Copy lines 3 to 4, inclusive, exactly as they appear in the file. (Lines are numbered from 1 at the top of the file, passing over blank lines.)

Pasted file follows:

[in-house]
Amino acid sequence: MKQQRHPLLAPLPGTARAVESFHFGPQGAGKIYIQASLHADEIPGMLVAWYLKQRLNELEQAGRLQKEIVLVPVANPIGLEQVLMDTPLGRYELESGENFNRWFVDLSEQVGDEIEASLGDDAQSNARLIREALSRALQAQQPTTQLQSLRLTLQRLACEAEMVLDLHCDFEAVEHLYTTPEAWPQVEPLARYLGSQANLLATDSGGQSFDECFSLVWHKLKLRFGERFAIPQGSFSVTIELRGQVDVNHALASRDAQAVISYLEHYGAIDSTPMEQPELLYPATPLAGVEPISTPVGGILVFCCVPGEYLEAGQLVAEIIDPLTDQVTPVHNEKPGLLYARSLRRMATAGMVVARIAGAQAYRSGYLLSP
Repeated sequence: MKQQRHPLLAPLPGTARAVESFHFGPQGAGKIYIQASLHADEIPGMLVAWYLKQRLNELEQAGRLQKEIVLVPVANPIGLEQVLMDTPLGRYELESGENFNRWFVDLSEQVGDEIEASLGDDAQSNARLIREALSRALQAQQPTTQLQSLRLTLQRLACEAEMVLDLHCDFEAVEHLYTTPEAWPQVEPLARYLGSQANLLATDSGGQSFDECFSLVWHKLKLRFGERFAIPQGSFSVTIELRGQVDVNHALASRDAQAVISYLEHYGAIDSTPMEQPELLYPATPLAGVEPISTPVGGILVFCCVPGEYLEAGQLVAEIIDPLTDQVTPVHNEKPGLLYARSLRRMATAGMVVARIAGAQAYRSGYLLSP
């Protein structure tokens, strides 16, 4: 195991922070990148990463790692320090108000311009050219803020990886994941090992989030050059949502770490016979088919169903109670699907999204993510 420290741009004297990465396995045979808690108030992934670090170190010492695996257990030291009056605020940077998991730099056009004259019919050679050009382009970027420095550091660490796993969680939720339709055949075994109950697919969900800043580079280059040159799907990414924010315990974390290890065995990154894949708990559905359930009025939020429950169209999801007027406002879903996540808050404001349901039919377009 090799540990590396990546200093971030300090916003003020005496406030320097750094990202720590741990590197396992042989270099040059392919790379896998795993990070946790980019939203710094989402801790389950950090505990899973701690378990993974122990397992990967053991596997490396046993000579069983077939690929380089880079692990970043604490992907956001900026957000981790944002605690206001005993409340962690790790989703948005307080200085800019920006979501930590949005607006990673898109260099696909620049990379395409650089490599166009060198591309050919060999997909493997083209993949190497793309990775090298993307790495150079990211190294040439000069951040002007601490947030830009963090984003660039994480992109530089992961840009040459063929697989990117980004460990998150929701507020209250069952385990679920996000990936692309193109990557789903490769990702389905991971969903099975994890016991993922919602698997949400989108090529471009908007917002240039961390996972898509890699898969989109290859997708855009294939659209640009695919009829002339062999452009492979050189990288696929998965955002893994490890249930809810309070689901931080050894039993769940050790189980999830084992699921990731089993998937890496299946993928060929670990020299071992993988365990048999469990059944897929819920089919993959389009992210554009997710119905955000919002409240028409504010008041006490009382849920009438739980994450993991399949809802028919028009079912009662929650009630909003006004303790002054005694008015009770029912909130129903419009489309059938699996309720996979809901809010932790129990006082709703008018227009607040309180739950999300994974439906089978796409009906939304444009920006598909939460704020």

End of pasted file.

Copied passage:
Repeated sequence: MKQQRHPLLAPLPGTARAVESFHFGPQGAGKIYIQASLHADEIPGMLVAWYLKQRLNELEQAGRLQKEIVLVPVANPIGLEQVLMDTPLGRYELESGENFNRWFVDLSEQVGDEIEASLGDDAQSNARLIREALSRALQAQQPTTQLQSLRLTLQRLACEAEMVLDLHCDFEAVEHLYTTPEAWPQVEPLARYLGSQANLLATDSGGQSFDECFSLVWHKLKLRFGERFAIPQGSFSVTIELRGQVDVNHALASRDAQAVISYLEHYGAIDSTPMEQPELLYPATPLAGVEPISTPVGGILVFCCVPGEYLEAGQLVAEIIDPLTDQVTPVHNEKPGLLYARSLRRMATAGMVVARIAGAQAYRSGYLLSP
């Protein structure tokens, strides 16, 4: 195991922070990148990463790692320090108000311009050219803020990886994941090992989030050059949502770490016979088919169903109670699907999204993510 420290741009004297990465396995045979808690108030992934670090170190010492695996257990030291009056605020940077998991730099056009004259019919050679050009382009970027420095550091660490796993969680939720339709055949075994109950697919969900800043580079280059040159799907990414924010315990974390290890065995990154894949708990559905359930009025939020429950169209999801007027406002879903996540808050404001349901039919377009 090799540990590396990546200093971030300090916003003020005496406030320097750094990202720590741990590197396992042989270099040059392919790379896998795993990070946790980019939203710094989402801790389950950090505990899973701690378990993974122990397992990967053991596997490396046993000579069983077939690929380089880079692990970043604490992907956001900026957000981790944002605690206001005993409340962690790790989703948005307080200085800019920006979501930590949005607006990673898109260099696909620049990379395409650089490599166009060198591309050919060999997909493997083209993949190497793309990775090298993307790495150079990211190294040439000069951040002007601490947030830009963090984003660039994480992109530089992961840009040459063929697989990117980004460990998150929701507020209250069952385990679920996000990936692309193109990557789903490769990702389905991971969903099975994890016991993922919602698997949400989108090529471009908007917002240039961390996972898509890699898969989109290859997708855009294939659209640009695919009829002339062999452009492979050189990288696929998965955002893994490890249930809810309070689901931080050894039993769940050790189980999830084992699921990731089993998937890496299946993928060929670990020299071992993988365990048999469990059944897929819920089919993959389009992210554009997710119905955000919002409240028409504010008041006490009382849920009438739980994450993991399949809802028919028009079912009662929650009630909003006004303790002054005694008015009770029912909130129903419009489309059938699996309720996979809901809010932790129990006082709703008018227009607040309180739950999300994974439906089978796409009906939304444009920006598909939460704020």